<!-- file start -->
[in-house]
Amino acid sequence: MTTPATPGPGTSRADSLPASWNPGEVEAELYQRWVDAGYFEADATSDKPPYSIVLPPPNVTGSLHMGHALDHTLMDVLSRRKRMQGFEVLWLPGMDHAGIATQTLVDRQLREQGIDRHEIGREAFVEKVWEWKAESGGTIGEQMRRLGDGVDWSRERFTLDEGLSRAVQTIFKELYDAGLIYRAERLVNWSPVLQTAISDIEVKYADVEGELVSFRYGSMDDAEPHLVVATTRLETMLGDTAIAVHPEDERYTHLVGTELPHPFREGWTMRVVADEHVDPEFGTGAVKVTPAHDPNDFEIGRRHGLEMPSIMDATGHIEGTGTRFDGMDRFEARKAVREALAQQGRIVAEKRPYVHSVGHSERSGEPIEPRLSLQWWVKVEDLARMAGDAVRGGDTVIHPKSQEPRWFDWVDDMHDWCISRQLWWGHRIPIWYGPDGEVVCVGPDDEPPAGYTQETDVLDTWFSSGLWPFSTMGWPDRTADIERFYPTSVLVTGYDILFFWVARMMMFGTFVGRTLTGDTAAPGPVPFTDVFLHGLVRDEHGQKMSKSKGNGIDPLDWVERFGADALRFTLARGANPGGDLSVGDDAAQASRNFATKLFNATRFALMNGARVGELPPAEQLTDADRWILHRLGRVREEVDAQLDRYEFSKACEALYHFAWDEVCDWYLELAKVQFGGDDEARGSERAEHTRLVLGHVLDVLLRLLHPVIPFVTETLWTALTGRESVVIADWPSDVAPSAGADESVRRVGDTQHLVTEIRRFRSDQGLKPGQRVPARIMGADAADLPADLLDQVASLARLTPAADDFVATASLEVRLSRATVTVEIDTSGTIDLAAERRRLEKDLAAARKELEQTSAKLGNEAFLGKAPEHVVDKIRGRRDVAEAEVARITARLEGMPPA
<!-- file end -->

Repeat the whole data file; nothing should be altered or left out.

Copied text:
[in-house]
Amino acid sequence: MTTPATPGPGTSRADSLPASWNPGEVEAELYQRWVDAGYFEADATSDKPPYSIVLPPPNVTGSLHMGHALDHTLMDVLSRRKRMQGFEVLWLPGMDHAGIATQTLVDRQLREQGIDRHEIGREAFVEKVWEWKAESGGTIGEQMRRLGDGVDWSRERFTLDEGLSRAVQTIFKELYDAGLIYRAERLVNWSPVLQTAISDIEVKYADVEGELVSFRYGSMDDAEPHLVVATTRLETMLGDTAIAVHPEDERYTHLVGTELPHPFREGWTMRVVADEHVDPEFGTGAVKVTPAHDPNDFEIGRRHGLEMPSIMDATGHIEGTGTRFDGMDRFEARKAVREALAQQGRIVAEKRPYVHSVGHSERSGEPIEPRLSLQWWVKVEDLARMAGDAVRGGDTVIHPKSQEPRWFDWVDDMHDWCISRQLWWGHRIPIWYGPDGEVVCVGPDDEPPAGYTQETDVLDTWFSSGLWPFSTMGWPDRTADIERFYPTSVLVTGYDILFFWVARMMMFGTFVGRTLTGDTAAPGPVPFTDVFLHGLVRDEHGQKMSKSKGNGIDPLDWVERFGADALRFTLARGANPGGDLSVGDDAAQASRNFATKLFNATRFALMNGARVGELPPAEQLTDADRWILHRLGRVREEVDAQLDRYEFSKACEALYHFAWDEVCDWYLELAKVQFGGDDEARGSERAEHTRLVLGHVLDVLLRLLHPVIPFVTETLWTALTGRESVVIADWPSDVAPSAGADESVRRVGDTQHLVTEIRRFRSDQGLKPGQRVPARIMGADAADLPADLLDQVASLARLTPAADDFVATASLEVRLSRATVTVEIDTSGTIDLAAERRRLEKDLAAARKELEQTSAKLGNEAFLGKAPEHVVDKIRGRRDVAEAEVARITARLEGMPPA